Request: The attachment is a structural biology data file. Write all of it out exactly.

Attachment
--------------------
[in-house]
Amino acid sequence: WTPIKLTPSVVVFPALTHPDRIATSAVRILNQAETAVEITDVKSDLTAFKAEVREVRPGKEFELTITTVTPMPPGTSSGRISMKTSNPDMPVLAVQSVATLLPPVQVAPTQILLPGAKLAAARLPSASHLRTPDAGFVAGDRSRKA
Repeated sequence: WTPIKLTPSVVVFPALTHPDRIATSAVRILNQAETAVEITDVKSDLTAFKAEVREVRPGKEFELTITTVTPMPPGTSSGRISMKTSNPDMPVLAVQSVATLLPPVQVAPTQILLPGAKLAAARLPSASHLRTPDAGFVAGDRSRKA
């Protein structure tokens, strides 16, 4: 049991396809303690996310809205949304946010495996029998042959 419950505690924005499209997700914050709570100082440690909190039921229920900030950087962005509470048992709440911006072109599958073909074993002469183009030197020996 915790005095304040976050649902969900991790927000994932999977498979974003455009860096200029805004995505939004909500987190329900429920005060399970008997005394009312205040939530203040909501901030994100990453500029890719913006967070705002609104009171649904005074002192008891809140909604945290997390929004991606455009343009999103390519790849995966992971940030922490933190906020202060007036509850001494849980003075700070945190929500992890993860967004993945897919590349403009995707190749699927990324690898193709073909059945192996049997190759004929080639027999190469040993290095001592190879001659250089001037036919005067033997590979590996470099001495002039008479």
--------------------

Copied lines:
[in-house]
Amino acid sequence: WTPIKLTPSVVVFPALTHPDRIATSAVRILNQAETAVEITDVKSDLTAFKAEVREVRPGKEFELTITTVTPMPPGTSSGRISMKTSNPDMPVLAVQSVATLLPPVQVAPTQILLPGAKLAAARLPSASHLRTPDAGFVAGDRSRKA
Repeated sequence: WTPIKLTPSVVVFPALTHPDRIATSAVRILNQAETAVEITDVKSDLTAFKAEVREVRPGKEFELTITTVTPMPPGTSSGRISMKTSNPDMPVLAVQSVATLLPPVQVAPTQILLPGAKLAAARLPSASHLRTPDAGFVAGDRSRKA
């Protein structure tokens, strides 16, 4: 049991396809303690996310809205949304946010495996029998042959 419950505690924005499209997700914050709570100082440690909190039921229920900030950087962005509470048992709440911006072109599958073909074993002469183009030197020996 915790005095304040976050649902969900991790927000994932999977498979974003455009860096200029805004995505939004909500987190329900429920005060399970008997005394009312205040939530203040909501901030994100990453500029890719913006967070705002609104009171649904005074002192008891809140909604945290997390929004991606455009343009999103390519790849995966992971940030922490933190906020202060007036509850001494849980003075700070945190929500992890993860967004993945897919590349403009995707190749699927990324690898193709073909059945192996049997190759004929080639027999190469040993290095001592190879001659250089001037036919005067033997590979590996470099001495002039008479």